LA may return $78m beachfront property to descendants of Black family after taking it nearly 100 years ago

The property was stolen from the family in the 1920’s

Graig Graziosi
Monday 08 March 2021 18:18
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Beaches on the Pacific Ocean lie empty after Los Angeles issued a stay-at-home order and closed beaches and state parks, as the spread of the coronavirus disease (COVID-19) continues, in Manhattan Beach, California, U.S., April 2, 2020.  REUTERS/Lucy Nicholson
Beaches on the Pacific Ocean lie empty after Los Angeles issued a stay-at-home order and closed beaches and state parks, as the spread of the coronavirus disease (COVID-19) continues, in Manhattan Beach, California, U.S., April 2, 2020. REUTERS/Lucy Nicholson

Los Angeles County may return beachfront property worth up to $75m to the descendants of the site's original owners, the first Black landowners in Manhattan Beach, California.

KABC-TV reported that the property - originally owned by Willia and Charles Bruce - was taken by the county using eminent domain laws in 1924.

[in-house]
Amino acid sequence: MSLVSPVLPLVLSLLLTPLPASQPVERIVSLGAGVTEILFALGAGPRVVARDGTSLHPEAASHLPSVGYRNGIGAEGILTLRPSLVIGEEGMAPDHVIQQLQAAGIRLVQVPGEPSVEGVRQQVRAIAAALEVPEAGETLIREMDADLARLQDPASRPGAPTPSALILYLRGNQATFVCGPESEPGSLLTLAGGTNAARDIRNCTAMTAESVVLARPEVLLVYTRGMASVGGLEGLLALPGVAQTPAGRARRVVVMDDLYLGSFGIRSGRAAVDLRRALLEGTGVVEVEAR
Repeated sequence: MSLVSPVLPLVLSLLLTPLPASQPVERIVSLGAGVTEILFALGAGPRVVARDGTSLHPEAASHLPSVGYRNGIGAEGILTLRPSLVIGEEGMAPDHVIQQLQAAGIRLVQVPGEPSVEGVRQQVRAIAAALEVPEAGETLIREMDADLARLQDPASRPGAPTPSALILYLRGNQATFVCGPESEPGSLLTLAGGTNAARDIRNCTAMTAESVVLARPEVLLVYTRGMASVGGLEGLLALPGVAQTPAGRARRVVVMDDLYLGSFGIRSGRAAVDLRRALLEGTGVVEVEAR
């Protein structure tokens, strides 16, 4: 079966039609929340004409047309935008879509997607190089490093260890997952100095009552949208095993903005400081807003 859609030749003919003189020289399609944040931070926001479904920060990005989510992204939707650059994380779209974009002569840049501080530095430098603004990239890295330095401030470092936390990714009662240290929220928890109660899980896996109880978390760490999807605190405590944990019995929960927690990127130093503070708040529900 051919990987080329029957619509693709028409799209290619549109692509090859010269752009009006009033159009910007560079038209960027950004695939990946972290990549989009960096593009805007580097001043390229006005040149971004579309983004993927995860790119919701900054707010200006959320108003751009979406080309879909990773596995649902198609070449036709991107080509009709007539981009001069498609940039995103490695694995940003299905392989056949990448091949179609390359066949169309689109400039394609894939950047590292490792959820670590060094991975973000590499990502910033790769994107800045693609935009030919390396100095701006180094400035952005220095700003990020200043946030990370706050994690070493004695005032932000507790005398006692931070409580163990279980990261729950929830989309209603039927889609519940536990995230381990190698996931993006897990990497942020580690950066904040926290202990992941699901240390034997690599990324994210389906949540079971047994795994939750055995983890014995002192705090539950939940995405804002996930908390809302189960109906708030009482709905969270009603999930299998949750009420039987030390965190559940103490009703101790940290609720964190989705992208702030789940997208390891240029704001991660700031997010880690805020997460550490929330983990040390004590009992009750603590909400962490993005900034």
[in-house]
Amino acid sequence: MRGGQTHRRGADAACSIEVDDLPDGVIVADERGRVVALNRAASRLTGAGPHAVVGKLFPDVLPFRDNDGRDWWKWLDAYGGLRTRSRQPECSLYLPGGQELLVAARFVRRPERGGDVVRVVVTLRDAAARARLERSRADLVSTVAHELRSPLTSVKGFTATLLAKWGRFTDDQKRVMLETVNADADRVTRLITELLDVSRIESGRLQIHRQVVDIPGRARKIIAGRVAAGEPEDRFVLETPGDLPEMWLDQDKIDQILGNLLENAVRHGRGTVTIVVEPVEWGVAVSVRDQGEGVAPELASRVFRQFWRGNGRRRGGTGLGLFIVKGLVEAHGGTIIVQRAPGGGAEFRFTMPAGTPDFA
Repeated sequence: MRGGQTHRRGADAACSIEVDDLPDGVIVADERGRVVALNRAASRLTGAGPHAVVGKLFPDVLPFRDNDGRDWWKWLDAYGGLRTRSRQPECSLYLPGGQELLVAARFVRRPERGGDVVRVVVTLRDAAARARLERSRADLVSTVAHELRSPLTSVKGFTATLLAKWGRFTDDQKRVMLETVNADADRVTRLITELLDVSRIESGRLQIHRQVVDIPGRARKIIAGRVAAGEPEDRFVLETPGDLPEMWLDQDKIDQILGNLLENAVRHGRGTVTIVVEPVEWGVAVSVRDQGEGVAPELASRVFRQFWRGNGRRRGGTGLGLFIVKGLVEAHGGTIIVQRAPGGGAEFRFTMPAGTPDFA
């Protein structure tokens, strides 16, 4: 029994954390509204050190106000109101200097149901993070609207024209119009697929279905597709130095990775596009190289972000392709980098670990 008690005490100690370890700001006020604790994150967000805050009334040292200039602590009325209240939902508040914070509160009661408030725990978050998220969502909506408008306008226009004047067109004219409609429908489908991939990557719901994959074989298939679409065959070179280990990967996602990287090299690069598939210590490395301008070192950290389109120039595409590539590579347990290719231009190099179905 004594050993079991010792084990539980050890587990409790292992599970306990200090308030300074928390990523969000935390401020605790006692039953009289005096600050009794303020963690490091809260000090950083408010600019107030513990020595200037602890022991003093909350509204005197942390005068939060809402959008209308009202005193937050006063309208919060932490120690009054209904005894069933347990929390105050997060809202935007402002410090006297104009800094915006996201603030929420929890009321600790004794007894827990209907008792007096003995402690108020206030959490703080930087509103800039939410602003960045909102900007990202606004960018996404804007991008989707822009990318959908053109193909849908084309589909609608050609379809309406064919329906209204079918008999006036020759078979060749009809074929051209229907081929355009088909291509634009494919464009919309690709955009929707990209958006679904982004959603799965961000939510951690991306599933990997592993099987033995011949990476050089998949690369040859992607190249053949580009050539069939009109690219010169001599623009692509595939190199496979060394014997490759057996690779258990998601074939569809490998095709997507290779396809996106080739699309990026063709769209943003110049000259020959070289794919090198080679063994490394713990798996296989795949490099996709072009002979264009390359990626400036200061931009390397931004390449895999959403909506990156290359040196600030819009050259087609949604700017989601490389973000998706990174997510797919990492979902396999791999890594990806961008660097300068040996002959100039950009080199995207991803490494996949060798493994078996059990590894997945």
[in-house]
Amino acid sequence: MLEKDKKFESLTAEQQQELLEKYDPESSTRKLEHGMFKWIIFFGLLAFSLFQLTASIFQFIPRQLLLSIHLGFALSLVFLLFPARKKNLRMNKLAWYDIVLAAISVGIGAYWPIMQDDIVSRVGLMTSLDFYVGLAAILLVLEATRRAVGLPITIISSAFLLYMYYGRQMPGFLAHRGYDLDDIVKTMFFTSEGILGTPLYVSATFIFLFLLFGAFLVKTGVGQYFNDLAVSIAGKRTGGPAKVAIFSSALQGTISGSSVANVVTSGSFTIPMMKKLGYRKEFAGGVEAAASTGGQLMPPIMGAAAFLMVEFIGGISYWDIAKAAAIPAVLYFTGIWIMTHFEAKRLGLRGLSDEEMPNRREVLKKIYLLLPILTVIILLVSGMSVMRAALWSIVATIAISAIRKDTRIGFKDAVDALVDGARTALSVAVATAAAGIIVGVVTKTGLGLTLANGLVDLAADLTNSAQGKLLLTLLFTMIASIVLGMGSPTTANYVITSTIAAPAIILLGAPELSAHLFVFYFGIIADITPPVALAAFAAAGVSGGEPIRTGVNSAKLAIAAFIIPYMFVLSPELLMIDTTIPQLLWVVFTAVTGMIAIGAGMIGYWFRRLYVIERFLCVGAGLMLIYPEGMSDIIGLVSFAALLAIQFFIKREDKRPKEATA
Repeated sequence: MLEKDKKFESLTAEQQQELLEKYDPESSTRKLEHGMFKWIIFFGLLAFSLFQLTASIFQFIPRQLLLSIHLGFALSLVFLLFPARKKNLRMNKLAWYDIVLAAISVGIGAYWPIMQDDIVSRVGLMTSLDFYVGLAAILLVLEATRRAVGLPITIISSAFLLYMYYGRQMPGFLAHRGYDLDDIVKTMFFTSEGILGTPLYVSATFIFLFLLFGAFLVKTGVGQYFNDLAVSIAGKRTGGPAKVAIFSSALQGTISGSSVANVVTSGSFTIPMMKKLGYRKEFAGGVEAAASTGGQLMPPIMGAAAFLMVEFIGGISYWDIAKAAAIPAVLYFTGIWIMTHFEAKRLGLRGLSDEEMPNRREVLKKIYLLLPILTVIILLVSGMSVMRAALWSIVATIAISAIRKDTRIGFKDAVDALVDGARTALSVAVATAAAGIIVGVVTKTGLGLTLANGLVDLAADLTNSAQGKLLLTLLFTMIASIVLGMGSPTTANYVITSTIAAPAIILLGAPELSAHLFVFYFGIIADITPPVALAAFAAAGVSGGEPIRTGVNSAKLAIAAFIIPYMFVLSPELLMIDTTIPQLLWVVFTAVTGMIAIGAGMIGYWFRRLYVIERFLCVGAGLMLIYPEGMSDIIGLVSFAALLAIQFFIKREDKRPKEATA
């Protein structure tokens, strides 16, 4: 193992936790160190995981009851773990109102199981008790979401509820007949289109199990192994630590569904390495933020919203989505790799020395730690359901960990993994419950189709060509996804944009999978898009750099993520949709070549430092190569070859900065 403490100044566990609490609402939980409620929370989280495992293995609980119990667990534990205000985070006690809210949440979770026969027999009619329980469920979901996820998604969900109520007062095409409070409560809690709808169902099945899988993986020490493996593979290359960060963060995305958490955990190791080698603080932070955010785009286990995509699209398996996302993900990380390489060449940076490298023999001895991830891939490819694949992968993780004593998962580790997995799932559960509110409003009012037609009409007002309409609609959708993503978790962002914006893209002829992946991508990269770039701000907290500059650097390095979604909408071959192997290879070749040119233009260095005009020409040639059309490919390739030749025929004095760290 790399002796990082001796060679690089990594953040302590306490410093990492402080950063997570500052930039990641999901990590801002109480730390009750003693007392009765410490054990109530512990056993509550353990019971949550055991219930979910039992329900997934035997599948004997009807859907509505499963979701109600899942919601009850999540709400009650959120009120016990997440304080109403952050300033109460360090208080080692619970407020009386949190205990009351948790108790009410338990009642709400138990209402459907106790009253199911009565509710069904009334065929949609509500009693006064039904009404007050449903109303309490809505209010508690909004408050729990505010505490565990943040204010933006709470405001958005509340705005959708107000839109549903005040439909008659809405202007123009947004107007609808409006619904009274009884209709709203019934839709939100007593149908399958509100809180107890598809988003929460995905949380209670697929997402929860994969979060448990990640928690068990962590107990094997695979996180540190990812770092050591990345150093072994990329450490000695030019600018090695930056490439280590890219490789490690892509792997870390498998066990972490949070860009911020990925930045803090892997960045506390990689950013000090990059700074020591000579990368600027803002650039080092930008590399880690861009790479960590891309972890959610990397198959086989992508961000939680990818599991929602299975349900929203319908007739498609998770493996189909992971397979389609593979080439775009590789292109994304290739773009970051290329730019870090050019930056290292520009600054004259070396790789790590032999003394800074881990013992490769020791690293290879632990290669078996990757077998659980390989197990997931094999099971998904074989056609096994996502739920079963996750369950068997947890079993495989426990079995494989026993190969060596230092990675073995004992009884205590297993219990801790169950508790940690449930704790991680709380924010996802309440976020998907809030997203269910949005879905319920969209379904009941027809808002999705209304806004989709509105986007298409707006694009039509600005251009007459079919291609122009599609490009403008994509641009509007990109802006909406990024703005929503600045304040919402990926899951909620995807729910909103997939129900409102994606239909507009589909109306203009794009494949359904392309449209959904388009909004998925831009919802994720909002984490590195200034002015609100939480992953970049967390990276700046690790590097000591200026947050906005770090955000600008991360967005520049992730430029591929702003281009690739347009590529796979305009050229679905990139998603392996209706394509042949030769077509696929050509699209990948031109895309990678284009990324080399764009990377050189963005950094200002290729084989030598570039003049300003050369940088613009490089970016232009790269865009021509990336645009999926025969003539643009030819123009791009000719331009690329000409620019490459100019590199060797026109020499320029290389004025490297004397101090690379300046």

When Mr and Ms Bruce owned the building, it served as a beach resort for Black families, who faced dangers during travel due to racism and discrimination.

According to NBC Los Angeles, LA County Supervisor Janice Hahn said she wanted the county to make amends.

"The property that was once the Bruce's is now owned by the County, and I want LA County to be part of righting this wrong," she said. "I am looking at everything from repurposing the property in a way that tells the history of Bruce's Beach to actually giving the property back to the descendants of Charles and Willa Bruce."

The family eventually received a small settlement for their property.

A lifeguard station is currently erected on the property.

The family's living descendant, Anthony Bruce, condemned the city for what it did to his ancestors, and wonders how his family's history may have been different if they had been allowed to keep the property.

"It was a wrong against the Bruce family," he said. "I think we would be wealthy Americans still living there in California ... Manhattan Beach, probably."

Kavon Ward, a resident of the community who decries the injustice done to the Bruce family, said the decision by the county to take the land may have stripped them of generations of wealth security.

"They need to pay for the stripping of generational wealth," he said. "This family could have been wealthy, they could have passed on wealth to other family members. Manhattan Beach could have been more culturally diverse ... there would have been more black people here."

The Los Angeles City Council is awaiting the results of a task force examining potential reparations for the Bruce family descendants.

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